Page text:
Solve a problem, then start the business

“Don’t start a business. Find a problem, Solve a problem; the business comes second.” 

– Robert Herjavec, Shark Tank

Too many photographers are trying to start a photography business and fail because they are not solving any problems. If you are thinking of starting a photography business or have created one and are struggling, then I want to encourage you to stop and spend some time answering these questions.  

Establish the need for your solution

What is the basic need? You focus on the condition at the heart of the problem instead of jumping to a solution. Example: Businesses and individuals have a tough time telling their stories [elevator pitches]. It is difficult for many businesses to explain what they do without using pictures to help tell their story. What is the desired outcome? Again, here don’t focus on a solution but on solving the problem. Example: Improve the engagement/communication of businesses with clients. Who stands to benefit and why? But, first, you must understand why the industry hasn’t already addressed this. 

Justify the need

Does this fit with your strategy? Your solution should generate economic development and opportunities for local businesses. Therefore, it needed to involve something that people would buy because it is fulfilling a need. What are the benefits, and how will you quantify your success? Shooting stories for nonprofits will help them raise more funds to accomplish their goals. So you can find out how much money they raised before you helped them and afterward. Assisting organizations in raising funds will also help you later sell your success to other businesses. 

How will you be sure your solution is carried out? It would help if you took ownership of the success of the project. That means you need to be sure the client understands everything that needs to take place for your solution to be a success. I have gone so far as to do social media publishing and putting packages up on YouTube and Vimeo and even written blogs for clients. Executing the plan is a must, or it will look like a failure for the company and you.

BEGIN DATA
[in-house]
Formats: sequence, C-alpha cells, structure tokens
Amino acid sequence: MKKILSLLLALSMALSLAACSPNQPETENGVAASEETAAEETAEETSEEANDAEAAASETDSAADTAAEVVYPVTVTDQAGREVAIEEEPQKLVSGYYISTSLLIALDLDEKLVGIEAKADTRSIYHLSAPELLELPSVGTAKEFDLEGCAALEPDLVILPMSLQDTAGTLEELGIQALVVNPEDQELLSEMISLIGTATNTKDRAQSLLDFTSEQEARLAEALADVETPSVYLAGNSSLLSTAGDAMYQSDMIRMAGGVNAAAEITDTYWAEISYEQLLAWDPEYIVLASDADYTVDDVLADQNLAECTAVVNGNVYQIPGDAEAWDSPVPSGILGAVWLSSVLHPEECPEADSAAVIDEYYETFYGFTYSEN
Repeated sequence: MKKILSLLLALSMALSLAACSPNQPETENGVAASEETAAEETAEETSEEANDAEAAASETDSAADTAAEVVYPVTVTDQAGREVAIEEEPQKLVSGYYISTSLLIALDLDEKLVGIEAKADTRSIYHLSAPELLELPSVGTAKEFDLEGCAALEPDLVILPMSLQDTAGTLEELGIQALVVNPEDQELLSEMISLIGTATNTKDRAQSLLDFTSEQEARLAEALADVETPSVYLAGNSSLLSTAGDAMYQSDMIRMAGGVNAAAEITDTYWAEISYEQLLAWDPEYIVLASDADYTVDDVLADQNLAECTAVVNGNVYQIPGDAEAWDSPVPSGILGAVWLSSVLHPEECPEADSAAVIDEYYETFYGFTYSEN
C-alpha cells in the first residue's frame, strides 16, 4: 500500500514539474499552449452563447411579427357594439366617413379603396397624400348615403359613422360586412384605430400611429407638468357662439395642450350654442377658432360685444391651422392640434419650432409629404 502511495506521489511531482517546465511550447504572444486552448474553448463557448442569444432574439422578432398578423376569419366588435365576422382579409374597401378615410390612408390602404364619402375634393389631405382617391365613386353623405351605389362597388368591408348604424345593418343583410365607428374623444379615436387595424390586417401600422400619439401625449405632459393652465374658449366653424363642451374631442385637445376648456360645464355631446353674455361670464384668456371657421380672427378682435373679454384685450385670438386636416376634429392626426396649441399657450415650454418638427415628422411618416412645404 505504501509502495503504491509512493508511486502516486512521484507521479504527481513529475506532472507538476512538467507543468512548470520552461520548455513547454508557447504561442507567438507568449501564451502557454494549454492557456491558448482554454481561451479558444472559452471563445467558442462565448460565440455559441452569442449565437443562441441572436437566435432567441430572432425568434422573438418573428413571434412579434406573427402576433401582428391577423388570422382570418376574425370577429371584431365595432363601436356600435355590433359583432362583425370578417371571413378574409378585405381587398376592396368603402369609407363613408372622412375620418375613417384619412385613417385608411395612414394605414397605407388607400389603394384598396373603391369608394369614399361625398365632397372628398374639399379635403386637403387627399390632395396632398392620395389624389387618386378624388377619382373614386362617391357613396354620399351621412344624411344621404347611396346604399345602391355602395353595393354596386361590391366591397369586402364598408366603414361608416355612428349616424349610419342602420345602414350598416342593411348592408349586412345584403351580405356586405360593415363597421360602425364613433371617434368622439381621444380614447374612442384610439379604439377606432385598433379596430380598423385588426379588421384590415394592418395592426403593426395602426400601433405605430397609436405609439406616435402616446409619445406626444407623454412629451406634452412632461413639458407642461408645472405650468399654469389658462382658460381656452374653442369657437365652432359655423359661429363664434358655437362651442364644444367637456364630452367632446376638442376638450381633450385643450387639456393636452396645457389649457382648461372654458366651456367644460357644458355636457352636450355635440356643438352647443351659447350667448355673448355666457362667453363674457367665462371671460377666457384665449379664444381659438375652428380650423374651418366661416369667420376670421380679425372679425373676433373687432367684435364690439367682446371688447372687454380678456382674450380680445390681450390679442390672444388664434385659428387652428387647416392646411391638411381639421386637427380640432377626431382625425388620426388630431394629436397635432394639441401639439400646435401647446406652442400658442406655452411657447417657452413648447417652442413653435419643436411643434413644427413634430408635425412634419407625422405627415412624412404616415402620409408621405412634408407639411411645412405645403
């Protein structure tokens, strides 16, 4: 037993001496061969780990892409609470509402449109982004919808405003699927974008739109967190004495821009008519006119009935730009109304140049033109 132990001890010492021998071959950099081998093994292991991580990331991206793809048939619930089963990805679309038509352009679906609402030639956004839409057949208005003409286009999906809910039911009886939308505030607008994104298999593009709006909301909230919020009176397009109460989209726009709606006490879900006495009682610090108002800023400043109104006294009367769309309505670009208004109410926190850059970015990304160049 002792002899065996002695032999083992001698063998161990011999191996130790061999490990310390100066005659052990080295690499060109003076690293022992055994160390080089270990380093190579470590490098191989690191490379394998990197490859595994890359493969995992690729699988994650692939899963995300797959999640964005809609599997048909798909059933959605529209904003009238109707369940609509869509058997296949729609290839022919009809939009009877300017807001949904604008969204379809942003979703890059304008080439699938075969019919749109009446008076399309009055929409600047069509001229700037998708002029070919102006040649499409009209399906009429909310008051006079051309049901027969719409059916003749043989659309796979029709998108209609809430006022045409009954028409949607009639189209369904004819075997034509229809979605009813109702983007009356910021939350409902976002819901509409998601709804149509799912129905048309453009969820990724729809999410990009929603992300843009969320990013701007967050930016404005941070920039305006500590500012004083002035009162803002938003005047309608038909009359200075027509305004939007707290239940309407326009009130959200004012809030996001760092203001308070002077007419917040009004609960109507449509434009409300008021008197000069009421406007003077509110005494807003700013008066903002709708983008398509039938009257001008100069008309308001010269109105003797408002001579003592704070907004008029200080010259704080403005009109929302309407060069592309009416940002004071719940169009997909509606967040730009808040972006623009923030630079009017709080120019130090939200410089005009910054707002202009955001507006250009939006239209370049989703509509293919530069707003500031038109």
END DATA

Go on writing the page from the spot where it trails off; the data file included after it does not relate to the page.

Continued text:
Explore the problem

What has been done before by your clients or potential customers? You need to understand why other solutions have not worked well. 

What solutions have others with your skills offered? Essential to know how to differentiate what you are offering compared to other companies. 

What is stopping them from acting? Many times there are restraints that your clients are dealing with, making it very difficult for them to perform. Do they have the funds even to afford this solution? Sometimes there are outside factors that keep them from using your services. For example, could showing people’s faces put their lives in danger?

Write your problem statement and solution.

A clear description of the problem helps people grasp the issue. In addition, it would help if you addressed why other solutions were failures. Finally, you will need to outline the necessary steps/elements essential for the success of the solution you are proposing. Include this outline proposal.

The notion that you get your portfolio in front of people and they will hire you will have little success today. You are just a commodity, making competing in today’s marketplace challenging.

Knowing how to ask clients a question that makes them think is critical. When they realize they don’t have an answer is when you have an opportunity to provide one for them. It would help if you established the need for your services. Lacking services mean they are not getting those needs met somewhere else.

Remember, you need to be helping others by solving their problems, or your services are unnecessary.